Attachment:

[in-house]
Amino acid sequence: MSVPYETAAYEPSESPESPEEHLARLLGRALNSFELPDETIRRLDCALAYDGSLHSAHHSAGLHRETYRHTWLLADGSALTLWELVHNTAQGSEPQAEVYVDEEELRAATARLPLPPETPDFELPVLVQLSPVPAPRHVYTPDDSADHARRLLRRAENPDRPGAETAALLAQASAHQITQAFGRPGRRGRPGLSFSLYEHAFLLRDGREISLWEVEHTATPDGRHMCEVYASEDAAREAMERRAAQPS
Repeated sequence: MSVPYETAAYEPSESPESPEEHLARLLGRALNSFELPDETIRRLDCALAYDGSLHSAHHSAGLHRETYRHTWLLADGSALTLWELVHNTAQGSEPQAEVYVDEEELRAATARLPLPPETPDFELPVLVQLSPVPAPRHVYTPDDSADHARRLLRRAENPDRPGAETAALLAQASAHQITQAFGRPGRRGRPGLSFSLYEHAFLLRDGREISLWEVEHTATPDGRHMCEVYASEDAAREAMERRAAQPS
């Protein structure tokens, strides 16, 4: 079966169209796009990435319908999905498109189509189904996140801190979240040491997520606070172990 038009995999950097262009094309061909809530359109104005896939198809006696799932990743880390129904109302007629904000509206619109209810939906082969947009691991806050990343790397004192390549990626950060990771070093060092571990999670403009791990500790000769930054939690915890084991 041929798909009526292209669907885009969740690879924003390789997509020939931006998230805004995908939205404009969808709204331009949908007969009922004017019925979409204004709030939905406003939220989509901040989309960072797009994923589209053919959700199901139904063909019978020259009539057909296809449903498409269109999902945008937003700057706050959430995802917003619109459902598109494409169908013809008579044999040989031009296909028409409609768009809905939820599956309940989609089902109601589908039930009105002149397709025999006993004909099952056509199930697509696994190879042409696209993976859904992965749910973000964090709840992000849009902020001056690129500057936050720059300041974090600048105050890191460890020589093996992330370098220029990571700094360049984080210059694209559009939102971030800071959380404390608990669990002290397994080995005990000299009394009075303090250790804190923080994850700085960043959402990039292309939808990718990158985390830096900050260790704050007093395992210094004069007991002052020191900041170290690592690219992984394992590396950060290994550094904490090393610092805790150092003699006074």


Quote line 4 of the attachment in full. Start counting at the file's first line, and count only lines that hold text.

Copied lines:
């Protein structure tokens, strides 16, 4: 079966169209796009990435319908999905498109189509189904996140801190979240040491997520606070172990 038009995999950097262009094309061909809530359109104005896939198809006696799932990743880390129904109302007629904000509206619109209810939906082969947009691991806050990343790397004192390549990626950060990771070093060092571990999670403009791990500790000769930054939690915890084991 041929798909009526292209669907885009969740690879924003390789997509020939931006998230805004995908939205404009969808709204331009949908007969009922004017019925979409204004709030939905406003939220989509901040989309960072797009994923589209053919959700199901139904063909019978020259009539057909296809449903498409269109999902945008937003700057706050959430995802917003619109459902598109494409169908013809008579044999040989031009296909028409409609768009809905939820599956309940989609089902109601589908039930009105002149397709025999006993004909099952056509199930697509696994190879042409696209993976859904992965749910973000964090709840992000849009902020001056690129500057936050720059300041974090600048105050890191460890020589093996992330370098220029990571700094360049984080210059694209559009939102971030800071959380404390608990669990002290397994080995005990000299009394009075303090250790804190923080994850700085960043959402990039292309939808990718990158985390830096900050260790704050007093395992210094004069007991002052020191900041170290690592690219992984394992590396950060290994550094904490090393610092805790150092003699006074």